Man who stabbed London teenager Stephen Lawrence to death in racist attack ‘makes a bid for a move to open prison’


However, the killer’s application was blocked last month by Justice Secretary Dominic Raab over concerns he still poses a risk to the public

18-year-old Stephen was murdered by a gang of thugs in 1993 in Eltham

One of the men who stabbed teenager Stephen Lawrence to death in a racist murder in 1993 has made a bid for a move to an open prison as his minimum term nears its end. However, David Norris’ application was blocked last month by justice secretary Dominic Raab over concerns he still poses a risk to the public.

The 45-year-old was jailed for life with a minimum of 14 years and three months for the murder of 18-year-old Stephen in Eltham, South East London. Stephen was stabbed to death by a gang of thugs shouting “what, n*****?” as he waited for a bus with his friend Duwayne Brooks. 

Norris is held in category C Dartmoor Prison in Devon but had hoped for a move in preparation for his release. Sources confirmed his application was refused by Mr. Raab without it being referred to the Parole Board for consideration. 

According to a Ministry of Justice insider: “The Justice Secretary is clear that dangerous offenders can’t move before they’ve proved they’re no longer a risk.” Although he will be legally entitled to apply to the Parole Board for release when he completes his minimum sentence in 2024.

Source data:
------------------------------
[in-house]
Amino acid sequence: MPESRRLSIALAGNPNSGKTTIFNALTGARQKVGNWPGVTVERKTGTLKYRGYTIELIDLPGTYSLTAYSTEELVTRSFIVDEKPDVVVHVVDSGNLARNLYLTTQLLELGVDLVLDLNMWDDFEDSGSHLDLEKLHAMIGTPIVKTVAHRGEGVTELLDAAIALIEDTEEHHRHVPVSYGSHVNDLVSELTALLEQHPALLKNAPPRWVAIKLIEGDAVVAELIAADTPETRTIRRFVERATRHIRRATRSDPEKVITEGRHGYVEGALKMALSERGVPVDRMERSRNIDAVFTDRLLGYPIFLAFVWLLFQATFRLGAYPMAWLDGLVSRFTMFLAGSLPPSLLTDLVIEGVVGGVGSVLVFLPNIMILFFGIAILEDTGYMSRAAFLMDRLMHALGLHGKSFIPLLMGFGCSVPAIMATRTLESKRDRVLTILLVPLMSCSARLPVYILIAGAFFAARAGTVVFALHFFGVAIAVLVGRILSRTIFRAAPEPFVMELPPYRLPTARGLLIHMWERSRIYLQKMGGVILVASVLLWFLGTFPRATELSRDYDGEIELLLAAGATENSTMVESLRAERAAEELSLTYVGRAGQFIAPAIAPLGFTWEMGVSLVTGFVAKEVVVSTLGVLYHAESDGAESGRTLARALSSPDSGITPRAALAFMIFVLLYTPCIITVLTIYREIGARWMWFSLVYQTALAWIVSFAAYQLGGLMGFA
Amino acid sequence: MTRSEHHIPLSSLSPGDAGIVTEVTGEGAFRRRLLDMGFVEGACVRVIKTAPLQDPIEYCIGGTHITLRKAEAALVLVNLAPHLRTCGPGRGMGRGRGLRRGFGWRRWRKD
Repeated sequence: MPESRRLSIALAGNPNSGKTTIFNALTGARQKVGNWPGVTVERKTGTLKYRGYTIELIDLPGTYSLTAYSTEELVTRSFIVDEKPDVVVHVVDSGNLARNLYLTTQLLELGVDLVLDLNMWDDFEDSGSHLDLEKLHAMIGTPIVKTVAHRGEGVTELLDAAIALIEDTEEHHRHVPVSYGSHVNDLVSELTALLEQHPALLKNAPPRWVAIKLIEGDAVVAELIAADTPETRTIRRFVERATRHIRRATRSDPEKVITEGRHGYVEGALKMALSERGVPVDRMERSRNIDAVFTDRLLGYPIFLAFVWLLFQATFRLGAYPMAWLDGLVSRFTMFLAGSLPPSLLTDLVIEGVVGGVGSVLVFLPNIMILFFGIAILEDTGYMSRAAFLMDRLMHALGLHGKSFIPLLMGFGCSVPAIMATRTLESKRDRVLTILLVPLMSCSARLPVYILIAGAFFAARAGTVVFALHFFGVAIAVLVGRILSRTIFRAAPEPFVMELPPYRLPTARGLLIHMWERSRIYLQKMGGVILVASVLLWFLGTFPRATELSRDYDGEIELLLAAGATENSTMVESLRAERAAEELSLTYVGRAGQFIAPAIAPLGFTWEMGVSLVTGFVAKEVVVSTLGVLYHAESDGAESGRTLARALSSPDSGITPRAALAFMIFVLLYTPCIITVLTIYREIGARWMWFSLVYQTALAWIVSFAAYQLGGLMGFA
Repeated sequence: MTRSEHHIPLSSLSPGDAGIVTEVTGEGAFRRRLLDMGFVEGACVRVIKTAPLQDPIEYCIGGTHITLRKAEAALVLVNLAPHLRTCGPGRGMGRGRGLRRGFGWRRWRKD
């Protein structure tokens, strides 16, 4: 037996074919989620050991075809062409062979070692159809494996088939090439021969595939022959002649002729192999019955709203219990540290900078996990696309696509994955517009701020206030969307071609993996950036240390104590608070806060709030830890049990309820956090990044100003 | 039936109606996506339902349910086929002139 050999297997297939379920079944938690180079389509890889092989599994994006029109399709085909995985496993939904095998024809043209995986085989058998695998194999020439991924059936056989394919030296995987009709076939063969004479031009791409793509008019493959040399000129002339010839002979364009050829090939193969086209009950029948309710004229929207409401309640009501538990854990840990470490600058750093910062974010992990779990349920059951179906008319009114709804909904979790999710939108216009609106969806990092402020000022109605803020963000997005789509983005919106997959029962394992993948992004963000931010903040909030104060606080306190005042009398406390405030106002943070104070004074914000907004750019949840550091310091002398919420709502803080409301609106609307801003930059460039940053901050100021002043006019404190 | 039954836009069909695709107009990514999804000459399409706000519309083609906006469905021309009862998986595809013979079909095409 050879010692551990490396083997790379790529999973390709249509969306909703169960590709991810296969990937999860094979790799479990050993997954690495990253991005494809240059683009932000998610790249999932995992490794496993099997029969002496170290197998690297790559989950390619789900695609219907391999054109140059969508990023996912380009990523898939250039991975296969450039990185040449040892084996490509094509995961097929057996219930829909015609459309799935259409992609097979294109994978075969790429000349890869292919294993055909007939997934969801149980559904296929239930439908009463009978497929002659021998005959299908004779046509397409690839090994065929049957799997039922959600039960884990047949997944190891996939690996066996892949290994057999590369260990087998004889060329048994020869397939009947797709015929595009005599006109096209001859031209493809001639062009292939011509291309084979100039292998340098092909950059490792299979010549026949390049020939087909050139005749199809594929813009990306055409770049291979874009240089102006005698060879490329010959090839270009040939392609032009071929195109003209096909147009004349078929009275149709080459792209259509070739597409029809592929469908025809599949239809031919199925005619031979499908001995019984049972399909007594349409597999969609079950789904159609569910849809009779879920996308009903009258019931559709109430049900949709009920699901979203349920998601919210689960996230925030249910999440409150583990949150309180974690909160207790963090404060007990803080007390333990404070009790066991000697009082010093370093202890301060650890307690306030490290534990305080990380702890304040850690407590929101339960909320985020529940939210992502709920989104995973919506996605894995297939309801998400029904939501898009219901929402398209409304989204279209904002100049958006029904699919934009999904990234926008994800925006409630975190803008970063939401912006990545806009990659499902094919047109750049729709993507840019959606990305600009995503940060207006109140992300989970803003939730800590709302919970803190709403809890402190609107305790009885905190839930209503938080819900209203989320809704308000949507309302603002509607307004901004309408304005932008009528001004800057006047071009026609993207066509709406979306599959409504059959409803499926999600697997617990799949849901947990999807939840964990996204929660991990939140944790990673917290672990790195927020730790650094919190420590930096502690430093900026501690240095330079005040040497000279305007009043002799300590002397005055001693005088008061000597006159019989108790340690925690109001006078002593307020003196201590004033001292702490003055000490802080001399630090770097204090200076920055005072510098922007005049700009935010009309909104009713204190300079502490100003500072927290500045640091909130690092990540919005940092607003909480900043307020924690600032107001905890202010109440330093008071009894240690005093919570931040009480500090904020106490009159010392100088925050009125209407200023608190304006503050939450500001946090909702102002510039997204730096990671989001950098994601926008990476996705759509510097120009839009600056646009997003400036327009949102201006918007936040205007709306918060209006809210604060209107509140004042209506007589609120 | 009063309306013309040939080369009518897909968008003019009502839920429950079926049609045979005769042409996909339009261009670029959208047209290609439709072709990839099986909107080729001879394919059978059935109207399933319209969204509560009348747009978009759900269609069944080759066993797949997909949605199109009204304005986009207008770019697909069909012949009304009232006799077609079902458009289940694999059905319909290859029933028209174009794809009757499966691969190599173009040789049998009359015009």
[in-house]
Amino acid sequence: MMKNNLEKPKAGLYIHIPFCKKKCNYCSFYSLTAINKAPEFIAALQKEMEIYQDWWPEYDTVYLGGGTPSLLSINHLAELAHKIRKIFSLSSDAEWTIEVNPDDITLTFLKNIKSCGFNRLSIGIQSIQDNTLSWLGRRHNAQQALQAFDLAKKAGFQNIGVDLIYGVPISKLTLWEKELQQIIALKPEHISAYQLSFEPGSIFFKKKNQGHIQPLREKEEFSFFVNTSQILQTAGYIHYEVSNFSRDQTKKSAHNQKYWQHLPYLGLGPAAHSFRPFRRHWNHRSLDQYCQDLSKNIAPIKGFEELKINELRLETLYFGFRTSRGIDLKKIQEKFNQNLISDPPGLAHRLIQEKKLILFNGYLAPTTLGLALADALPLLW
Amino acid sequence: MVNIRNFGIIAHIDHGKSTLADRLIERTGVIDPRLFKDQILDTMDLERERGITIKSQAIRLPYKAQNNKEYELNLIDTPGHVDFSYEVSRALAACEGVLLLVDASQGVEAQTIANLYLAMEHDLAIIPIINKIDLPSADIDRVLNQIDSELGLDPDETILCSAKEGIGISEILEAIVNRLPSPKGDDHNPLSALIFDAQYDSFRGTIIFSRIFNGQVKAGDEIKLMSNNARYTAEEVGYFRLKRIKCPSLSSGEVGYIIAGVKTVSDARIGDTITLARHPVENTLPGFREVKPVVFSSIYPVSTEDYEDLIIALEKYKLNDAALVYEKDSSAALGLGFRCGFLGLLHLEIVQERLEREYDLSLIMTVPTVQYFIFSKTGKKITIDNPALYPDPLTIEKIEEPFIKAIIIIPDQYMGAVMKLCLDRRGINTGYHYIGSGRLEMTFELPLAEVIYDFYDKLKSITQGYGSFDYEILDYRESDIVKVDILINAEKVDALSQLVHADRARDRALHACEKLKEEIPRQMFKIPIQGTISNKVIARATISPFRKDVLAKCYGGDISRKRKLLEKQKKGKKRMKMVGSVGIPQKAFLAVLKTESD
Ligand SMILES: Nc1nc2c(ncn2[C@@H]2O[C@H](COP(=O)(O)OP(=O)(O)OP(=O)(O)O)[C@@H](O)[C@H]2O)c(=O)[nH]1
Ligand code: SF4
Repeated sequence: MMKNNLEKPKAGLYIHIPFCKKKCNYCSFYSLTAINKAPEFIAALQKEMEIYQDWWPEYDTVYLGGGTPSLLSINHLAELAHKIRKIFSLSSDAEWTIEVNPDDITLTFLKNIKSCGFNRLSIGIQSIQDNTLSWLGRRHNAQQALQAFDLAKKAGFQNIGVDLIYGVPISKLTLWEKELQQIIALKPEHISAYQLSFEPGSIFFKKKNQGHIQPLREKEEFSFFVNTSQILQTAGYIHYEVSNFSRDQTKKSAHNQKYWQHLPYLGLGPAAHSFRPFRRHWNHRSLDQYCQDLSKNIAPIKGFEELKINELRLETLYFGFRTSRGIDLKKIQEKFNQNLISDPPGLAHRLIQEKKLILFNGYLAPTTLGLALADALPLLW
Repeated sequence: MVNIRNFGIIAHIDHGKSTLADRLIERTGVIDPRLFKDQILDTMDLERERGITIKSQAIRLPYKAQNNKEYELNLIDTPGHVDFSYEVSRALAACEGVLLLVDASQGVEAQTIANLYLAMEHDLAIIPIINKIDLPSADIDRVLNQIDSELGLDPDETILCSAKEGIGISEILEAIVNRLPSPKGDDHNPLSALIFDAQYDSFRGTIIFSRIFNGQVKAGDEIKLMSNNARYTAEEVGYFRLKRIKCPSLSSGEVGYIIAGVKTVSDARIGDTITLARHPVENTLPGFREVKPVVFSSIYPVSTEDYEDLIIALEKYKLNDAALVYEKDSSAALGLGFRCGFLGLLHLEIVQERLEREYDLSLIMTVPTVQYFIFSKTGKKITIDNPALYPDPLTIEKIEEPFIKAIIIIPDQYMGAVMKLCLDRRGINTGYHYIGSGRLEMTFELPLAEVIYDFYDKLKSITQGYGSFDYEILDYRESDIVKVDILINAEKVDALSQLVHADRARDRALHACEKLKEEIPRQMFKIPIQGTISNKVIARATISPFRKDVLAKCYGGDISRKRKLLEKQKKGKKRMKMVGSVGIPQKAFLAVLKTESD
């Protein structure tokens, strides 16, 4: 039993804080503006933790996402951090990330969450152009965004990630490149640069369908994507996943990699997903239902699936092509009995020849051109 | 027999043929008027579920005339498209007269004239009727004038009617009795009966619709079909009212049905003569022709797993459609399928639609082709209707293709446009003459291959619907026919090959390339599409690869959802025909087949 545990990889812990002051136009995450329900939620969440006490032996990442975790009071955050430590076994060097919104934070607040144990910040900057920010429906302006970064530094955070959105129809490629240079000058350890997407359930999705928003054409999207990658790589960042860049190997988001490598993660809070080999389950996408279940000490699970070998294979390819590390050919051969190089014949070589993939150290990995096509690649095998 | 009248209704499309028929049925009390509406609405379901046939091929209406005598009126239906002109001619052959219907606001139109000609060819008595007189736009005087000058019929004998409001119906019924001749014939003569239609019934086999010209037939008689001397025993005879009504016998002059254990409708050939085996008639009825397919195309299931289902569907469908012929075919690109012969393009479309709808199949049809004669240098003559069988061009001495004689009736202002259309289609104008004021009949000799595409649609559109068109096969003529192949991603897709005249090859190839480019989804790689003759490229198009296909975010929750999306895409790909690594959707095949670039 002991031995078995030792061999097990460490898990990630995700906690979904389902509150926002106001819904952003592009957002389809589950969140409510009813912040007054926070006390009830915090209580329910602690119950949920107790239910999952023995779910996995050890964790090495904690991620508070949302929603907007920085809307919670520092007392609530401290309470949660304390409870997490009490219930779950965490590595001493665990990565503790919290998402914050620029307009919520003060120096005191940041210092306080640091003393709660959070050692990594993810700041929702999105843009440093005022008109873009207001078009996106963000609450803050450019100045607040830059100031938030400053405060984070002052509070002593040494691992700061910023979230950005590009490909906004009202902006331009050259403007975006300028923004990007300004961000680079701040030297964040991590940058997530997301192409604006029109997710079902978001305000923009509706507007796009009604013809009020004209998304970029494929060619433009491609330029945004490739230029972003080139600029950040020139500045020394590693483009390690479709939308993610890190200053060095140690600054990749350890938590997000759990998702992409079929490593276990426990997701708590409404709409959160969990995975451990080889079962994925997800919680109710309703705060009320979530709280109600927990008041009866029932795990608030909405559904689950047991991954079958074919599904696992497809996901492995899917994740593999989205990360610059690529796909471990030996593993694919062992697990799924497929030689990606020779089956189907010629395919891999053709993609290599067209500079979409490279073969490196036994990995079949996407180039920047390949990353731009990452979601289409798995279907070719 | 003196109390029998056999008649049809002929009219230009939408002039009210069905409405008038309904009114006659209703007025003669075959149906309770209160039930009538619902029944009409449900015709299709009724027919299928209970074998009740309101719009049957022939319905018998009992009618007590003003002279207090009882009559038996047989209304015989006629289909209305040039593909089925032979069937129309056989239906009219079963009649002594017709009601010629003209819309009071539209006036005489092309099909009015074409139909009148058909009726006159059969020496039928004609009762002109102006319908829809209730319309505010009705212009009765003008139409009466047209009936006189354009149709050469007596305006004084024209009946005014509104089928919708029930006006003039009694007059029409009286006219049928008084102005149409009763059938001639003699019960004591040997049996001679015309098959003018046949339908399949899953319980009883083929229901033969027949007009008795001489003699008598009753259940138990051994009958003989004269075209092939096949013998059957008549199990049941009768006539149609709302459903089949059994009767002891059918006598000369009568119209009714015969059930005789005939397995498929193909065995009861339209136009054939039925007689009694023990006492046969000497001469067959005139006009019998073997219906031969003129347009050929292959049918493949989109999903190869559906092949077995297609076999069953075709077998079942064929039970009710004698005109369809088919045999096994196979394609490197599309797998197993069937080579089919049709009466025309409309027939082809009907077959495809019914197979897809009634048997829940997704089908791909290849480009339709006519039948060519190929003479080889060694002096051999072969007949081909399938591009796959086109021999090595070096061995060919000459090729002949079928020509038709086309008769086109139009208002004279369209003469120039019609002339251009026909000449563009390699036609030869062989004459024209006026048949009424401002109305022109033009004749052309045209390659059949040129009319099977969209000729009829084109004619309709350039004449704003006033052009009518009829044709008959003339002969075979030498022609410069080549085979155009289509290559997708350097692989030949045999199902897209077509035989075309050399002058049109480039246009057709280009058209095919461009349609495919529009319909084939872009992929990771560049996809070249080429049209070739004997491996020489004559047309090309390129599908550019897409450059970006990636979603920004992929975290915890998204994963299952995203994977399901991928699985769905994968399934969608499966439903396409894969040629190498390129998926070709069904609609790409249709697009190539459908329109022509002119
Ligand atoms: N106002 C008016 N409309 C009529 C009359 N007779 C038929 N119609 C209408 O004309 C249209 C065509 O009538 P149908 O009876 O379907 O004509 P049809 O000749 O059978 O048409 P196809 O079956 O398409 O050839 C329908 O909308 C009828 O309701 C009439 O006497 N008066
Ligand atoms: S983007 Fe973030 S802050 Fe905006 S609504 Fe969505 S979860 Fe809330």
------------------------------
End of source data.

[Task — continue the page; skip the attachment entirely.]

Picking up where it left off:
Norris and Gary Dobson, now 46, were the only two of the five suspects held for the murder to be jailed after failings by police. Dobson, jailed for a minimum of 15 years and two months, is in category C HMP Warren Hill in Suffolk, and it is understood he will become eligible to apply for a move to open conditions in the coming months. 

At the time of the murder, Norris was 16 and living with his dad in Chislehurst, Kent. He was later captured in a police surveillance video using extreme racist language to describe how he would kill black people, people of Pakistani origin, and police officers. He said in a clip shown at his trial: “I’d go down Catford [in South East London] and places like that, I am telling you now, with two sub-machine guns.” He talked about torturing a black person and setting them alight, saying: “I’d blow their two arms and legs off and say, ‘Go on, you can swim home now.” 

Sentencing him, the judge was constrained by the law as it was at the time of the attack, a decade before tougher sentencing rules came in. Jailing Dobson and Norris at the Old Bailey in 2012, Mr. Justice Treacy admitted the sentences could be seen as soft but insisted his hands were tied. He told them: “In modern times an adult committing this crime would be facing a life sentence with a starting point for a minimum term of 30 years.” 

Norris suffered a broken nose and ribs at HMP Belmarsh in 2011 where he was being held on remand ahead of his trial. He sued for damages and won a £10,000 payout after the assault. 

Author: Linda .R. Jones

London, UK


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